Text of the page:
Young Salamandra

This week we bring you another Dr Abbey art.

There is an extra story to tell with this one, and on this occasion it is more about the materials than the image. That textured paper was my grandmother’s. I inherited her art equipment, and had quite a stash of paper and oil pastels that were hers. It’s been good putting the paper to use, and I’ve wondered repeatedly what she would make of this process. Hopeless is very different from the kind of art she used to do.

I’m fairly sure that some of the colouring materials used in this were from Dr Abbey’s family as well, and that it is a meeting of people in a rather magical way.

These Our Revels part three -Darkbox.


Next to last in the series of These Our Revels, which started with a concept  from Hopeless, Maine and has been brought into the world by a concerted creative effort lead by Fiona Sawle and Nimrod Lancaster.  This stunning eerie photo was taken by  Gregg McNeill of Darkbox Photography during the Sanctuary event.

Gregg has this to say  about this plate-

” I love this plate. Exposure time was a trim 4 seconds because it was taken out doors, under a marquee, so lots of ambient soft UV light. It’s only the second time ever I’ve made portraits outside at an event. ”

There were additional challenges due to the weather conditions that day, and their Marquis  nearly blew down overnight.

Steampunks in general, and our people in particular are absolutely bloody amazing.

Darkbox Photography have a patreon which can be found here. Please do support their work!

These Our Revels continued.

Hello people (and others) Here we continue the story of how an image from Hopeless, Maine was made real by Nimrod Lancaster Fiona Sawle and  others in the steampunk creative community. Part one can be found here.
On the making of the masks and outfits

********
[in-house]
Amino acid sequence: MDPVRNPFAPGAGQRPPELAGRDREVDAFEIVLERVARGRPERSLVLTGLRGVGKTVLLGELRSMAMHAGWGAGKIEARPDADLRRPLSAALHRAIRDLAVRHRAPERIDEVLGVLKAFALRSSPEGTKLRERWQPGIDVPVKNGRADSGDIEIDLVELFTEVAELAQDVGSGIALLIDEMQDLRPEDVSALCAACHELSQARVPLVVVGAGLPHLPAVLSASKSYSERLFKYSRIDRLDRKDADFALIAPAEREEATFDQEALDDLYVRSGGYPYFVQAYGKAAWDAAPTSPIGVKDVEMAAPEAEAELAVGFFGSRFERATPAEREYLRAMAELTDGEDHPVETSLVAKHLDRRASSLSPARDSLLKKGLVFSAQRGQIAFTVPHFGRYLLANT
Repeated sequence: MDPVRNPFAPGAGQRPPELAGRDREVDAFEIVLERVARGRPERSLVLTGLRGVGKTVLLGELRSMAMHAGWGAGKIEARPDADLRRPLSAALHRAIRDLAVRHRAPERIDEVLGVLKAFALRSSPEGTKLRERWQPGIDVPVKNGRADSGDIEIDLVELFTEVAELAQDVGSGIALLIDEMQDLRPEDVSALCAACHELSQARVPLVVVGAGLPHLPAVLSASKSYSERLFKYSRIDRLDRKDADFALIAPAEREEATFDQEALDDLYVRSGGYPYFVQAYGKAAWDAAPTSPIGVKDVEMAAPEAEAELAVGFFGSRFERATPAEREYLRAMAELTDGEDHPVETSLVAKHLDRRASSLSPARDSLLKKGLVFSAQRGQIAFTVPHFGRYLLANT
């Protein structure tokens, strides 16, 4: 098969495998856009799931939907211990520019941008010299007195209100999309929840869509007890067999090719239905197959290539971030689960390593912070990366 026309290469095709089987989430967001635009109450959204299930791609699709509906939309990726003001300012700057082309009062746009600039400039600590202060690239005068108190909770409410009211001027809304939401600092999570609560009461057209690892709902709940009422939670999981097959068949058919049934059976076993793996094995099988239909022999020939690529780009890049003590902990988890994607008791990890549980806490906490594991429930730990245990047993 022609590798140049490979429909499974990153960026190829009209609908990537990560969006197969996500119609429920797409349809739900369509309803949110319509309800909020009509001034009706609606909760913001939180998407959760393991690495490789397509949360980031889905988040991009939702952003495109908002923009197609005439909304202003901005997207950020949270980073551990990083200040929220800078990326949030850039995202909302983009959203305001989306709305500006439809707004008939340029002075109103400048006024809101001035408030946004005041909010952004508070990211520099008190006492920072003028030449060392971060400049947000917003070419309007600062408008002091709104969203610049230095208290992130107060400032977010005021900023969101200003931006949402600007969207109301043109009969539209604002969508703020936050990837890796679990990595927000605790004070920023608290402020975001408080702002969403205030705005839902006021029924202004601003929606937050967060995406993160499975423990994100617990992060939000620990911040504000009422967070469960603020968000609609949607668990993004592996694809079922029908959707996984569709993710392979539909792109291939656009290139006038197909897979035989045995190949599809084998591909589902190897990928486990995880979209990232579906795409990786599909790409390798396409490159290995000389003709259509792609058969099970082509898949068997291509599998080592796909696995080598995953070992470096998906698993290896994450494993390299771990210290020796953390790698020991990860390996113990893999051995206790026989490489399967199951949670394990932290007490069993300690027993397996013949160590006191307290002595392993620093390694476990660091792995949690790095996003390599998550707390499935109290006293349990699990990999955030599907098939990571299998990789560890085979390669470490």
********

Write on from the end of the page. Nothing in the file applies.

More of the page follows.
Nimrod made one version of his own mask, but two of Fiona’s
The body of each mask was Fosshape but the attached parts around the edge were mainly EVA foam sheet. plus two of his were wooden dowels. For the edge of Fiona’s I used two layers of EVA foam with stiff wire in between to make it stronger and pose-able. The top spike on his was 3D printed as was his medallion. The glass cabochons were painted using nail varnish and then Mod-Podge behind to give strength. The Fosshape was coated in liquid latex and then acrylic paints mixed with latex were applied over that. Fiona made her handbag from scraps of fabric left over from the outfits. The fabrics were sprayed with Dirty Down spray in various colours. The shells dangling from Fiona’s mask were collected from the beach in the Bahamas in February. Nimrod’s mask also has  dangling sharks teeth. Thin black fabric was glued behind the eye and mouth holes. The tentacles are removable for ‘ease’ of storage!

These Our Revels coming to life-part one.

Hello again people (and others)

One of the amazing and inspiring aspects of steampunk is the collaborative energy and what can happen when creative people combine their passion and creativity to bring new things into the world.

This project started because we had long admired the outfits and creativity of Nimrod Lancaster and Fiona Sawle  at steampunk events in the UK. We met them at Steampunks in Space (which happens here)   and gave  a print of this image to them in the hopes that they would adopt it as a costuming project.


They took the print away with them and soon we began getting photos like these…

John Naylor was brought in to assist with the masks . He introduced Nimrod to Fossshape and helped him make the rigid part of his mask.

This is the first part of a series on this stunning project and we will show more progress, the outfits and the unveiling at Sanctuary in the following posts…